Carmen lived through rheumatic fever when she was ten years old. The disease left her with damaged heart valves, yet she was able to have her aortic valve replaced when it wore out. With heart problems and battling diabetes Carmen lived rather matter-of-factly and with effort toward health maintenance. Once at a health check-up she reported she was walking to work every day. The doctor responded, “Carmen, you saunter.” Yes, that calmness she exhibited in relationships with others was reflected in her stroll. You can hear her chuckle in response to “saunter.”

Many witnessed Carmen’s love of family. She treasured her sons: John Samuel “Sam” Wolfinbarger and Daniel Jerome “Danny” Wolfinbarger. Sam and Danny identified themselves as Native American and Carmen appreciated they selected what was comfortable for them. Their father, Harold Wolfinbarger was Hupa whose German last name came from a great-grandfather. Carmen taught her children and their friends to strive to do the best, no matter the task. In striving to do the best, a person will undoubtedly do a little better than expected she said. Raising her sons was one of the happiest times of her life. Even with hardships and difficulties of single motherhood, of divorce after 15 years married and of a life that was far different from her mother’s, Carmen said she had a happy life, a good life.

You never heard Carmen say she wanted, or wished for, more than she had. Instead, she was content and grateful, and took the greatest pleasure in many of the smallest things in life. The personal losses she suffered in her lifetime did not define her or detract from her life-long commitment of service to family, friends, strangers and the community she loved so well. She bore losses with dignity and relied heavily on her stalwart faith in God to give her strength and light her way.

Carmen so loved and enjoyed her grandchildren and great-grandchildren. Her grandson Kirk and his wife Rebekah lived with their children near her in Weaverville. Her grandson Michael moved to Adin after the Weaverville mill burned. Carmen strived to live long and spend time with her great-grandchildren:  Christina Rose Wolfinbarger, Kitanna Malea Wolfinbarger.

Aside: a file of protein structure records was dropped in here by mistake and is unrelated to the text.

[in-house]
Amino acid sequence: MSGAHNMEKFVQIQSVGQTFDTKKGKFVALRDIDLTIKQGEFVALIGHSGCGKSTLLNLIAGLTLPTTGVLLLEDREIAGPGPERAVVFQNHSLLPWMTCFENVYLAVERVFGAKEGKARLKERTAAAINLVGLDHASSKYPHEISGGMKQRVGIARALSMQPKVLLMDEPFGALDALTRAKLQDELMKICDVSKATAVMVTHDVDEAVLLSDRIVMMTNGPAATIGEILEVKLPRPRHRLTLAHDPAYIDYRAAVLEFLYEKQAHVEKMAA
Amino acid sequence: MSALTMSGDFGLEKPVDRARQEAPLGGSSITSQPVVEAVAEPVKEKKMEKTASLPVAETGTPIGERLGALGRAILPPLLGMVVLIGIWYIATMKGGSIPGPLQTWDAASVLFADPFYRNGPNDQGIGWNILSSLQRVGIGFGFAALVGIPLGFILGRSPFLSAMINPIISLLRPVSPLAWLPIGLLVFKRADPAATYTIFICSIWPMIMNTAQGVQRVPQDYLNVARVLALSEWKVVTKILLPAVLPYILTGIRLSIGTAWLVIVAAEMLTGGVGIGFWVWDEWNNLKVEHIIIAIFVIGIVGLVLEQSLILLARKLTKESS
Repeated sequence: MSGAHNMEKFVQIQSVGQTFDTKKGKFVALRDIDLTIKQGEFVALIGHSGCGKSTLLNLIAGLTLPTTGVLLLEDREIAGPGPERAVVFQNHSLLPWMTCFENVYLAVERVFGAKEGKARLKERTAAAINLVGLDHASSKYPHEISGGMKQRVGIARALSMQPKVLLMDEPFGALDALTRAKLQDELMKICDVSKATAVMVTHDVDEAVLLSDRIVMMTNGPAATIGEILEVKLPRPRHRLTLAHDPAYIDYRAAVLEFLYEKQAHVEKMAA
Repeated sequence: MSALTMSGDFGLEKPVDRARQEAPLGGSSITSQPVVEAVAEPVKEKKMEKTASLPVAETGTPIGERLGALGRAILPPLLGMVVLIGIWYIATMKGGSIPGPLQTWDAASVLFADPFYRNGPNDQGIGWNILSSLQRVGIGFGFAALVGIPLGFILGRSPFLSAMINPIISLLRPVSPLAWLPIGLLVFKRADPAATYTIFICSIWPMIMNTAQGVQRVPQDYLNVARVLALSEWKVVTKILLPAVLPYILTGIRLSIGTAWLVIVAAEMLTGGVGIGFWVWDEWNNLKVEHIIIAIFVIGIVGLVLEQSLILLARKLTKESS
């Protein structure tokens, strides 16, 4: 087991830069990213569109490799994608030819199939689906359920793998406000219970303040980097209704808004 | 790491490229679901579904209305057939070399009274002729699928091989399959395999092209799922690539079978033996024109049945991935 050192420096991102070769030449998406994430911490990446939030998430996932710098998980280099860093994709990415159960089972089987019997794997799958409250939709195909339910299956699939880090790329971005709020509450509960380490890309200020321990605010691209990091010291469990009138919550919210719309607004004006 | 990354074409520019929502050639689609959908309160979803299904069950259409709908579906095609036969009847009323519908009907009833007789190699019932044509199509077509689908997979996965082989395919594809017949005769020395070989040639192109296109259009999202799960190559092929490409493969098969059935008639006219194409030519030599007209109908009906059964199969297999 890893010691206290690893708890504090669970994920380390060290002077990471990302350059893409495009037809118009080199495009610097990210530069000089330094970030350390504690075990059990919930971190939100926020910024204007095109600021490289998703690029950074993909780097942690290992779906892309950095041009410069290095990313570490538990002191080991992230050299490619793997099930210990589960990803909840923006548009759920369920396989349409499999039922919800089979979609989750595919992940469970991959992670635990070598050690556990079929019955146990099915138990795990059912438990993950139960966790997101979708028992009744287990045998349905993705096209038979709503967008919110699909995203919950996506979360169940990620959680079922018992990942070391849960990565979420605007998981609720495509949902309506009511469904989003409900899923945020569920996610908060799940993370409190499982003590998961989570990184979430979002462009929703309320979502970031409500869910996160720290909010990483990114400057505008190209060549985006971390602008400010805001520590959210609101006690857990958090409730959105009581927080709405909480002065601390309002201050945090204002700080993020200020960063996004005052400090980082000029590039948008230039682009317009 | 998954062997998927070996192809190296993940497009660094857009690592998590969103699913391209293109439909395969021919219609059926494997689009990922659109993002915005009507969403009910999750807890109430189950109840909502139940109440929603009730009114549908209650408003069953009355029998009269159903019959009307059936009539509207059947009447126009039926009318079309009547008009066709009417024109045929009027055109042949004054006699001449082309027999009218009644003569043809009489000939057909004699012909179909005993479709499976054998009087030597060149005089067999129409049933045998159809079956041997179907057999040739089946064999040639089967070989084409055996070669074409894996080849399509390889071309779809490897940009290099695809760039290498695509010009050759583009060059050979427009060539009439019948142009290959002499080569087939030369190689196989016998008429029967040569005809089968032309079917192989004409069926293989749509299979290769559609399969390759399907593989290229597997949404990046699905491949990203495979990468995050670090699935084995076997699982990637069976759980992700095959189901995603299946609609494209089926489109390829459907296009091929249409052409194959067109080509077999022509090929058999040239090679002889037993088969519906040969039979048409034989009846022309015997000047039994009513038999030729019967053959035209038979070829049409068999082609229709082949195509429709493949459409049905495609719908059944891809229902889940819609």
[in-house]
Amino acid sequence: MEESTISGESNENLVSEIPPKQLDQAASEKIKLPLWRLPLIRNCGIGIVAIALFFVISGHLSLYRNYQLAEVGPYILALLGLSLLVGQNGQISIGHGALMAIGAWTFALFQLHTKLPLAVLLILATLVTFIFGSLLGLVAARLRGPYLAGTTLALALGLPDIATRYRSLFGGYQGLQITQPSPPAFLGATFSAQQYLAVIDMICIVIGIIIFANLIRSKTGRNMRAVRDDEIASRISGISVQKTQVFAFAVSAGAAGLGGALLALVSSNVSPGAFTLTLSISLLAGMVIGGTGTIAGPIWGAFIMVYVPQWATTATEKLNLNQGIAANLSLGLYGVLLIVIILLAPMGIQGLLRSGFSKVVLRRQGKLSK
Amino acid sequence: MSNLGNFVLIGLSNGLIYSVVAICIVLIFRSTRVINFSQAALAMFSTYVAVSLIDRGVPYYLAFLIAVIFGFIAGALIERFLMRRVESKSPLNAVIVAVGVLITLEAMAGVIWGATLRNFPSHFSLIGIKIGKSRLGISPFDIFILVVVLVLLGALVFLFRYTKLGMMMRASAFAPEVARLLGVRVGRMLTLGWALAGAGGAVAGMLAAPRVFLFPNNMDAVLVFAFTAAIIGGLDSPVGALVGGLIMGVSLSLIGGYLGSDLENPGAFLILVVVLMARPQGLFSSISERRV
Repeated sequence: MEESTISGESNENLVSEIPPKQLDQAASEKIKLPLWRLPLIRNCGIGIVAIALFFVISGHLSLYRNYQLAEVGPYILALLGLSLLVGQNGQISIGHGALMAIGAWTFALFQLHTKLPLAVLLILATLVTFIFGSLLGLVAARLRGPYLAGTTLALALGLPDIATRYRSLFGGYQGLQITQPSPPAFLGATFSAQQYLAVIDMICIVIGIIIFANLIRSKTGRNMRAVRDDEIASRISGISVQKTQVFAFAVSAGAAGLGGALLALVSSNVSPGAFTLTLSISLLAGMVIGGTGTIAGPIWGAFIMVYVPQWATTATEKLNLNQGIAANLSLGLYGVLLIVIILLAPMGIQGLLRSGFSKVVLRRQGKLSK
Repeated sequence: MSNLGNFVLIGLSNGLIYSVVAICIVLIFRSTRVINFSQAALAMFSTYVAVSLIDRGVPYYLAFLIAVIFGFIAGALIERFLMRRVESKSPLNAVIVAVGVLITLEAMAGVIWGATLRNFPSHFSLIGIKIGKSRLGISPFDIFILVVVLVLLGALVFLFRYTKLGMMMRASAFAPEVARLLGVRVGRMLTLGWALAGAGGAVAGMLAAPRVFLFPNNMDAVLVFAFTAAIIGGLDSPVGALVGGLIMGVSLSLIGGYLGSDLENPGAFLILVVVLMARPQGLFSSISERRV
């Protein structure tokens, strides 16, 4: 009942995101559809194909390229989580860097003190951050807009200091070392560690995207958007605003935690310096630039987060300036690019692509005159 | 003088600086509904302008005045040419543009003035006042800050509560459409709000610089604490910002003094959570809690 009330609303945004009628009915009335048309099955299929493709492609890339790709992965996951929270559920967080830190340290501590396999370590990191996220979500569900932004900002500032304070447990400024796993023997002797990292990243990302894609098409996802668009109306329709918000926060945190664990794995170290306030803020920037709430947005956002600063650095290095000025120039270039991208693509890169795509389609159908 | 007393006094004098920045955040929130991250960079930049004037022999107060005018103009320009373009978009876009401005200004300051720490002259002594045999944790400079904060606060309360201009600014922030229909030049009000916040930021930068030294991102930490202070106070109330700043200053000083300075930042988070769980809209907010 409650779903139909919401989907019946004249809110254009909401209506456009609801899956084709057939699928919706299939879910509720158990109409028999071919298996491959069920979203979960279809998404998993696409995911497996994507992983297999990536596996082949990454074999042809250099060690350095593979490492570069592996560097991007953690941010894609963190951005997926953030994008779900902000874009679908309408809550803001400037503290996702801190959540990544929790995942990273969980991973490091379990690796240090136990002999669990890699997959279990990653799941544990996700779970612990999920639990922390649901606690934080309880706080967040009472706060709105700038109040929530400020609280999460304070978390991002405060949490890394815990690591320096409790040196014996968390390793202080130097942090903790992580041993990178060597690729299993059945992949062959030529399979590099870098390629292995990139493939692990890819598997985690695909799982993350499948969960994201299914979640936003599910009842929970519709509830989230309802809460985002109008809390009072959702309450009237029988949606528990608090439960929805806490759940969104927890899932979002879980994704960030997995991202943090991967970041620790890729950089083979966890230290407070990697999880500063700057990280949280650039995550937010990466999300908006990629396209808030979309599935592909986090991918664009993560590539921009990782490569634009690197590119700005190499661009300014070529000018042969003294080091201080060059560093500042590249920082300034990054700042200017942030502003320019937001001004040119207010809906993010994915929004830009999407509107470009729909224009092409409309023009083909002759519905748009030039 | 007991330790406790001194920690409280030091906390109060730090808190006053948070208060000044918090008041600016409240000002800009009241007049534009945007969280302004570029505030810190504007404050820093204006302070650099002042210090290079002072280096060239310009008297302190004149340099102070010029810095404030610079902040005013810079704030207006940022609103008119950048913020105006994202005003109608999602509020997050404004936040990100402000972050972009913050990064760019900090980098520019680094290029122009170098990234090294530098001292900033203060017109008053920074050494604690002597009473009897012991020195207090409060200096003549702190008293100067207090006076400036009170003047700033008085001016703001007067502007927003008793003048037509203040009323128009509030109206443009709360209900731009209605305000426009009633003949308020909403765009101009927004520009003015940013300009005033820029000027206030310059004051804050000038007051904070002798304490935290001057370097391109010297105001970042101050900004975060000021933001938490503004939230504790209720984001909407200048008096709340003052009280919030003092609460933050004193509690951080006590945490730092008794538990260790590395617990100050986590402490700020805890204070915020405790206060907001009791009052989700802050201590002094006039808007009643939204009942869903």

Carmen enjoyed growing up with many siblings and sharing life-long care for each other. She was especially grateful for the adult relationship she had with her sister Gloria and for Gloria’s attentiveness as illness dominated life. Carmen’s deep love of family extended to her stepmother, Manuela, stepsister Julie and half-brothers Ralph and Jesus.

Carmen suffered, with the comfort of her faith, family and the support of many good friends, the passing of her son Sam in 2006 at the age of 47 and the illness of her son Danny who was diagnosed at age 22 with schizophrenia.  Carmen was preceded in death by her father and mother, the father of her sons Harold “Chief” Wolfinbarger, her son Sam, her granddaughter Kari Lynn Wolfinbarger Springer, and her siblings: Refugio, Jr. “Duke” and Paul.

Carmen was an active citizen of Trinity County through gatherings, membership and volunteering. Carmen was a regular attendee of school and community performances, as well as theatre and speeches—she was ready to go when asked, “Would you like to…?” Carmen enjoyed playing Scrabble--she and her friends played without keeping score and they shared a special joy in noncompetitive word-smithing. She was a member of the Trinity County Historical Society, the Weaverville Garden Club, the Business and Professional Women, the Trinity County Friends of the Library, a Weaverville book club, the Susanville Indian Rancheria, the St. Patrick Catholic Church and its Legion of Mary, as well as a weekly prayer group. Carmen was a member of the Trinity Hospital Auxiliary and worked its gift shop one day a week until it closed in 2018. Carmen volunteered one morning a week at the Golden Age Center. Also, Carmen served as a board member for the Indian Education Program administered through the Trinity County Office of Education, and as secretary for the Trinity County Behavioral Health Board. Carmen was one of the founders of Rural Indian Health in Trinity County. In the 1990s, Carmen received high recognition from the California Indian Education Association when she was named an Honored Elder.

Carmen described, with deep fondness, Weaverville. She thought very special:  the place, the people who chose to live here and what they did for each other. The closeness of those living in the mountains affected appreciation for each person, as well as brought people together to celebrate. Carmen lived in Weaverville longer than she lived in her hometown, Susanville, and she came to represent much of what is special about the Trinities and its people.  

A memorial Mass for Carmen will be offered at St Patrick Catholic Church at 102 Church St, Weaverville 1PM on Saturday, August 24th. Prior to the Mass, a rosary will be said starting at 12:30PM. Following the Mass, a reception will be held at Canterbury Hall.

Memorial donations may be made to St. Patrick Catholic Church maintenance fund, PO Box 1219, Weaverville CA or a nonprofit of choice.